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Genetic Dissection of Disease Resistance to the Blue Mold Pathogen, Peronospora tabacina, in Tobacco

Department of Plant & Soil Sciences, University of Kentucky, Lexington, KY 40546, USA
Department of Plant Genetics and Breeding, Shandong Agricultural University, Shandong 271018, China
Kentucky Tobacco Research & Development Center, University of Kentucky, Lexington, KY 40546, USA
Author to whom correspondence should be addressed.
Agronomy 2015, 5(4), 555-568;
Received: 15 July 2015 / Revised: 20 November 2015 / Accepted: 23 November 2015 / Published: 27 November 2015
(This article belongs to the Special Issue Breeding for Disease Resistance)


Tobacco blue mold, caused by the obligately biotrophic oomycete pathogen Peronospora tabacina D.B. Adam, is a major foliar disease that results in significant losses in tobacco-growing areas. Natural resistance to P. tabacina has not been identified in any variety of common tobacco. Complete resistance, conferred by RBM1, was found in N. debneyi and was transferred into cultivated tobacco by crossing. In the present study, we characterized the RBM1-mediated resistance to blue mold in tobacco and show that the hypersensitive response (HR) plays an important role in the host defense reactions. Genetic mapping indicated that the disease resistance gene locus resides on chromosome 7. The genetic markers linked to this gene and the genetic map we generated will not only benefit tobacco breeders for variety improvement but will also facilitate the positional cloning of RBM1 for biologists.

1. Introduction

Common tobacco (Nicotiana tabacum L.) is one of the most important non-food crops worldwide, and is also a model plant for biological research [1,2]. Considerable interests have been focused on the molecular mechanisms underlying disease resistance to numerous pathogenic microbes in tobacco [3,4]. Several species of oomycetes, also known as water molds, are among the most devastating plant pathogens that cause notable diseases such as late blight of potato, downy mildew of grape vine, and root and stem rot of soybean. Tobacco blue mold, caused by the obligately biotrophic oomycete pathogen Peronospora tabacina D.B. Adam (syn. P. hyoscyami de Bary), is a major foliar disease that causes significant crop losses in tobacco-growing areas around the world. Annual losses exceeding $200 million due to blue mold epidemics have been reported in the United States and Canada [5,6].
Chemical treatments have been effective in controlling the spread of blue mold disease but given the economic and environmental costs of fungicide application, harnessing host resistance is the most sustainable strategy for reducing potential crop losses from blue mold. Natural genetic variation in host-pathogen interactions is key to the development of disease-resistant cultivars. Unfortunately, natural resistance to P. tabacina is very low in N. tabacum, and most commercial varieties are highly susceptible to blue mold disease [7]. A high level of functional resistance to P. tabacina infection was identified in both N. debneyi and N. goodspeedii and was transferred into cultivated tobacco by crossing [8,9,10,11]. Resistant tobacco varieties were first released beginning in the 1960s. However, the genes identified in the undomesticated species appear to confer only partial resistance to blue mold infection when incorporated into cultivated tobacco through interspecific hybridizations [8,10,12]. A possible reason for the weakened immunity is that the expression levels of major genes from these undomesticated species are down-regulated by modifier genes in the tobacco genome [7,13]. Alternatively, genetic resistance to blue mold in N. debeyi could be determined by multiple factors, but not all of these genes were transferred to tobacco successfully. Nevertheless, both explanations are only speculative at present. Therefore, cloning and characterization of the Nicotiana resistance genes directed against blue mold will not only further our understanding of host resistance to oomycete pathogens but also offer new insights into the optimization of genetic resistance to this destructive disease in tobacco.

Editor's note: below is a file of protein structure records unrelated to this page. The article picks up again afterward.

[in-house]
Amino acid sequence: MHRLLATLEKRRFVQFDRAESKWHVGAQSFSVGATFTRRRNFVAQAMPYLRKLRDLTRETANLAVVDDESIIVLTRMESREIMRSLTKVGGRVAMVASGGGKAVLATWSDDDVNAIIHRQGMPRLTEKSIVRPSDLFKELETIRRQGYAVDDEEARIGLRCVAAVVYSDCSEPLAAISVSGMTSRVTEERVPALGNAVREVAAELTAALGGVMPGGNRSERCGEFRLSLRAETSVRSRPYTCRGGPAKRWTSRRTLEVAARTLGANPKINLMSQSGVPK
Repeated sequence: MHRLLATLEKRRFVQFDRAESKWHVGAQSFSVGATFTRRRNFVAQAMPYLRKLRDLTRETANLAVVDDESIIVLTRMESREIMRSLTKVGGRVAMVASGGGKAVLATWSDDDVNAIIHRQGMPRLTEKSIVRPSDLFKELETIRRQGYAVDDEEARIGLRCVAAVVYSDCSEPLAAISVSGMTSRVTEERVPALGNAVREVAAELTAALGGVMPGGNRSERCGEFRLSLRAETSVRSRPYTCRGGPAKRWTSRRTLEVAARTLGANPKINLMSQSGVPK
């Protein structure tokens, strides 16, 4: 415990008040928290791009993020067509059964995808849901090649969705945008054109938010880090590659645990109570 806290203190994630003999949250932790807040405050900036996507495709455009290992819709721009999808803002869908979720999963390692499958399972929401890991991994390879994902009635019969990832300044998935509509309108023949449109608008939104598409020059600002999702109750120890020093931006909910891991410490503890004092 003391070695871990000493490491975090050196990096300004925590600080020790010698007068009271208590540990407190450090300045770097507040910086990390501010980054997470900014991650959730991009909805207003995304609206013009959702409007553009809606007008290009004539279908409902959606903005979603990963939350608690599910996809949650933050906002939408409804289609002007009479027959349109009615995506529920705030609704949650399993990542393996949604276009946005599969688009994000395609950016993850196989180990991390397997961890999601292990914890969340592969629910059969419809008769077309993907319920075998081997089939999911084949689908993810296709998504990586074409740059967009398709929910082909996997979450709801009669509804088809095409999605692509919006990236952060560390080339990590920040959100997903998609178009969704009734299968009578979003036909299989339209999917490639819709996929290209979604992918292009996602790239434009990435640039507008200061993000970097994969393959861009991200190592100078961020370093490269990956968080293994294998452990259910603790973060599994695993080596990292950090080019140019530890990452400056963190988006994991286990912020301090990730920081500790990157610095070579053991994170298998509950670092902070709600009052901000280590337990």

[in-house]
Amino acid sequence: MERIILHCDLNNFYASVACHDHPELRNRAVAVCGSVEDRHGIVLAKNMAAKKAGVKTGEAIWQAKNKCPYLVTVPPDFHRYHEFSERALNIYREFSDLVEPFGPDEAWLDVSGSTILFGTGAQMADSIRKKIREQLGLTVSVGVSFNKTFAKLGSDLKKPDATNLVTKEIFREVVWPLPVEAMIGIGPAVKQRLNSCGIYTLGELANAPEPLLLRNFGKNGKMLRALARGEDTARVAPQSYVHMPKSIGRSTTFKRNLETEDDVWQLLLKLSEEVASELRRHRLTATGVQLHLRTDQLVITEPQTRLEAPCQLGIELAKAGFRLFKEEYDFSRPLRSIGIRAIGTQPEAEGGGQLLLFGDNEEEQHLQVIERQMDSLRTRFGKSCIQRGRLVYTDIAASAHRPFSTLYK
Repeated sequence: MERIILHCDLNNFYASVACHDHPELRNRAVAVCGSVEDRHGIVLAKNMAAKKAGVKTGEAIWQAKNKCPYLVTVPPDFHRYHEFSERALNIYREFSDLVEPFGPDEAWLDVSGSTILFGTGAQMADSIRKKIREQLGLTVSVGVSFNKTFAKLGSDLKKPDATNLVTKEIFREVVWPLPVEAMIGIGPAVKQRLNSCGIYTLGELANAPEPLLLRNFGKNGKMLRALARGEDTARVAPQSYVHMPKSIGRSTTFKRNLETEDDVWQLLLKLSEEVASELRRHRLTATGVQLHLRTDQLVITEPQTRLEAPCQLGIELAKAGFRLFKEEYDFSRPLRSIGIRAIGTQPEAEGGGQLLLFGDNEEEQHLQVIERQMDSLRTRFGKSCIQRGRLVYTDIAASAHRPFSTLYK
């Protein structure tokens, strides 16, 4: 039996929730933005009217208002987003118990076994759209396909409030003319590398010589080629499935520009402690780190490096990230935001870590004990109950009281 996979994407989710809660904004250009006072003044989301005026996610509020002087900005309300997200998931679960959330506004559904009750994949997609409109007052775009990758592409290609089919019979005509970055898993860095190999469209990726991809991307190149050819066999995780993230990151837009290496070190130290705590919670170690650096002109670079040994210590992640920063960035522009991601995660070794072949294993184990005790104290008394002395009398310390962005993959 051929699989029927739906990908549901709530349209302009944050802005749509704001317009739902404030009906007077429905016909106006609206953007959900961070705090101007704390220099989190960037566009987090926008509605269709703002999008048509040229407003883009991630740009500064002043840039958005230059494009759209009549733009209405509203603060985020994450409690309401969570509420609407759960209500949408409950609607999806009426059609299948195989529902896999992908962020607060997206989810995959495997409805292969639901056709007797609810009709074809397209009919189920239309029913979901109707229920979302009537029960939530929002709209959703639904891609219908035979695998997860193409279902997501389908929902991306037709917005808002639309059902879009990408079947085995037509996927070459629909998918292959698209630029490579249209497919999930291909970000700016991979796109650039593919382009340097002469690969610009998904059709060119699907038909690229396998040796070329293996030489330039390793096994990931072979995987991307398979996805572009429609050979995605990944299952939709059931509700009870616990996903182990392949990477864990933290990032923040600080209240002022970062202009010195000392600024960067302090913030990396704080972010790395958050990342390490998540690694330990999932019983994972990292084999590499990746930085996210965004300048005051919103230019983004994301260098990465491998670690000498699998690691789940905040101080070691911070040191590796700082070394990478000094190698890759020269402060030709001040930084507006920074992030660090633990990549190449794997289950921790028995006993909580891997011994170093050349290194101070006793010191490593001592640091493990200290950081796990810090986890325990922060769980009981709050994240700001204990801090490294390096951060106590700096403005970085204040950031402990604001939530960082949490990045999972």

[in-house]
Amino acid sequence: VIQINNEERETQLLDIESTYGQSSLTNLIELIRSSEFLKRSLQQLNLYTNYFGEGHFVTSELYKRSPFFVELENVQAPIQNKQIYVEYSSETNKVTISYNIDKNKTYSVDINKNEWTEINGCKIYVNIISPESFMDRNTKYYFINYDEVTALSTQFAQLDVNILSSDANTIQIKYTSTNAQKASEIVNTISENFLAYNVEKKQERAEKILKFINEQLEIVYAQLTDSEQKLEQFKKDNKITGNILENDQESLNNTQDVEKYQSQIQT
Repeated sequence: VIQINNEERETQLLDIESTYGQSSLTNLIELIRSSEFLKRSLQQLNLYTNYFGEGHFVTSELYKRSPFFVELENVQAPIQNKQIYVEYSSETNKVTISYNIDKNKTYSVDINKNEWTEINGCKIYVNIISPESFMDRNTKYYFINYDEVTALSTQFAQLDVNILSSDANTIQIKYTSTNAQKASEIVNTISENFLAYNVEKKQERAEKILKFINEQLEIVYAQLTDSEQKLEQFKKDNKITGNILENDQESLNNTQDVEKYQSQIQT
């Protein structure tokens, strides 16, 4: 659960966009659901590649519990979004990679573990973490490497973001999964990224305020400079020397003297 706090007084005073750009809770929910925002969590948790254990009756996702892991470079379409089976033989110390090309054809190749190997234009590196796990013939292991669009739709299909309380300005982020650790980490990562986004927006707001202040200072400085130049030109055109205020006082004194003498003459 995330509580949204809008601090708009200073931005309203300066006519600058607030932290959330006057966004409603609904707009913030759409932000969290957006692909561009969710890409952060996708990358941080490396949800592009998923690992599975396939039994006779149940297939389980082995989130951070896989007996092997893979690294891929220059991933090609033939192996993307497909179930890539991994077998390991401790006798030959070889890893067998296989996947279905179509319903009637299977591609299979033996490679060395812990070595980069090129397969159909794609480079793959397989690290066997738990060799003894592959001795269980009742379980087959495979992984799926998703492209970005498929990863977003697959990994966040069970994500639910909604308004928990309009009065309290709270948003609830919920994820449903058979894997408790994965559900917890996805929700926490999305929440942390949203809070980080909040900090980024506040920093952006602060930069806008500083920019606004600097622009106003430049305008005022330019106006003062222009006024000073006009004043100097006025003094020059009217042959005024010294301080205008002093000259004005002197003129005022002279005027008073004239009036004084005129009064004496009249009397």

Molecular markers closely linked to the blue mold resistance locus (RBM1 hereafter) derived from N. debneyi have been developed and used for marker-assisted selection [9,14]. Utilization of these markers greatly facilitates tobacco breeding for blue mold resistance. Host responses to P. tabacina are complex and unpredictable under field conditions because multiple factors including plant age, physiological status, and environmental conditions can affect plant reactions to pathogen infection. Consequently, selection solely based on disease phenotype can be misleading. Three sequence characterized amplified region (SCAR) markers, two of which were converted from flanking random amplified polymorphic DNA (RAPD) markers [9] and one that was derived from an amplified fragment length polymorphism (AFLP) marker [14], have become valuable assets to breeding programs worldwide for the improvement of blue mold resistance in tobacco. However, these SCAR markers are dominant, precluding differentiation of plants that are homozygous from those that are heterozygous at the resistance locus, and their genetic locations are unknown. In this study, we conducted genetic mapping of RBM1 and characterized genetic resistance to P. tabacina, providing a robust foundation for map-based cloning of RBM1 and for engineering RBM1-mediated resistance.